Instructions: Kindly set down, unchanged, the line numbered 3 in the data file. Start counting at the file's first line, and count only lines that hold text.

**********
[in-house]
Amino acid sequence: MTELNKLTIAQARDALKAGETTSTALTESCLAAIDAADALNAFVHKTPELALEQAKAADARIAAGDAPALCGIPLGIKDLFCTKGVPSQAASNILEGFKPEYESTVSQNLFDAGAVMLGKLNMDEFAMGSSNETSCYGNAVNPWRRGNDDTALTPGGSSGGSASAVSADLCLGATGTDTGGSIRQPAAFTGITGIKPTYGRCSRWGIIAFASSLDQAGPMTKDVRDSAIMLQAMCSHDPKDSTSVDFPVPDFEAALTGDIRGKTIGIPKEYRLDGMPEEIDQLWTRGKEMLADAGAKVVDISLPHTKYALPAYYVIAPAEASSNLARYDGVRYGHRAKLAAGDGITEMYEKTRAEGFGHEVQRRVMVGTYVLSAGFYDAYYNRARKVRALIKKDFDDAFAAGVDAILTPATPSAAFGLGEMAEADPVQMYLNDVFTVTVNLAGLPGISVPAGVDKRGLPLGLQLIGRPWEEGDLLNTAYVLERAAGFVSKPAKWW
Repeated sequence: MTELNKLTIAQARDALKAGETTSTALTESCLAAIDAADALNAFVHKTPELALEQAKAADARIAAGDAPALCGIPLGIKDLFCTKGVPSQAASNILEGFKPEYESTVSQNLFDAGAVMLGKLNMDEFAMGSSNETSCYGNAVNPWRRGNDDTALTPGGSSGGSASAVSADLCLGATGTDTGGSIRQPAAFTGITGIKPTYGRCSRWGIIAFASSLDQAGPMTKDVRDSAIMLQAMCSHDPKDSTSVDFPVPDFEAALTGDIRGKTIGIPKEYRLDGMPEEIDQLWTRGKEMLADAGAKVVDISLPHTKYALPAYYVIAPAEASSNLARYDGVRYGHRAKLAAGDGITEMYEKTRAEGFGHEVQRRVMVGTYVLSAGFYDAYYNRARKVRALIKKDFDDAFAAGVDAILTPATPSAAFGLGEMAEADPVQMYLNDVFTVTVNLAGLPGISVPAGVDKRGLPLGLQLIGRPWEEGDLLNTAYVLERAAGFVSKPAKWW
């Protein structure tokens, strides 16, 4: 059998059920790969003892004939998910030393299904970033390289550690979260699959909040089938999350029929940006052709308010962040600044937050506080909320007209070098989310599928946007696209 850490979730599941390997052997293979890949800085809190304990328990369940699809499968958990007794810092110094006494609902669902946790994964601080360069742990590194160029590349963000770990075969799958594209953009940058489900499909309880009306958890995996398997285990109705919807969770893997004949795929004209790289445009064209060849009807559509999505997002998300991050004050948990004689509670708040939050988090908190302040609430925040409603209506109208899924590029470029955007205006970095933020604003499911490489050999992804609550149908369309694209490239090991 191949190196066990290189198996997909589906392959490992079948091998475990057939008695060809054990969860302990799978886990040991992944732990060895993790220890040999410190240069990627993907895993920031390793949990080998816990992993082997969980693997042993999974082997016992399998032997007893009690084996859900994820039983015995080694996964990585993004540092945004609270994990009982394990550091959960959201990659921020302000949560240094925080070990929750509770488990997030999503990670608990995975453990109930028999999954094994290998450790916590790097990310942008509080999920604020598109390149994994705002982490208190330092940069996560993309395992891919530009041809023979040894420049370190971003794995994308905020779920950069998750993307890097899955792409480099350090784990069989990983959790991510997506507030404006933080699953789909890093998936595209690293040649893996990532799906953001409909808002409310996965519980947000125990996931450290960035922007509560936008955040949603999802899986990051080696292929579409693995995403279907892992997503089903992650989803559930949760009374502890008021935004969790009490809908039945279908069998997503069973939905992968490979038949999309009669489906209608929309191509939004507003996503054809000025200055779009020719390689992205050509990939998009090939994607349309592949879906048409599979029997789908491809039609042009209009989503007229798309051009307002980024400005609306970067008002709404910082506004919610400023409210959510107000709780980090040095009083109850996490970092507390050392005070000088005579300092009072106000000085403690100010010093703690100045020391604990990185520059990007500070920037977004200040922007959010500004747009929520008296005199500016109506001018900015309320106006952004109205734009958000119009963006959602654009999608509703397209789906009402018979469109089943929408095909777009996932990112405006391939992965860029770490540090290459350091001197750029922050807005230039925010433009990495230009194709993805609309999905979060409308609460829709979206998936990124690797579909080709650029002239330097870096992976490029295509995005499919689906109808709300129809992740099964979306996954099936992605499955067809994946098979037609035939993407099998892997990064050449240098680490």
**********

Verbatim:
Repeated sequence: MTELNKLTIAQARDALKAGETTSTALTESCLAAIDAADALNAFVHKTPELALEQAKAADARIAAGDAPALCGIPLGIKDLFCTKGVPSQAASNILEGFKPEYESTVSQNLFDAGAVMLGKLNMDEFAMGSSNETSCYGNAVNPWRRGNDDTALTPGGSSGGSASAVSADLCLGATGTDTGGSIRQPAAFTGITGIKPTYGRCSRWGIIAFASSLDQAGPMTKDVRDSAIMLQAMCSHDPKDSTSVDFPVPDFEAALTGDIRGKTIGIPKEYRLDGMPEEIDQLWTRGKEMLADAGAKVVDISLPHTKYALPAYYVIAPAEASSNLARYDGVRYGHRAKLAAGDGITEMYEKTRAEGFGHEVQRRVMVGTYVLSAGFYDAYYNRARKVRALIKKDFDDAFAAGVDAILTPATPSAAFGLGEMAEADPVQMYLNDVFTVTVNLAGLPGISVPAGVDKRGLPLGLQLIGRPWEEGDLLNTAYVLERAAGFVSKPAKWW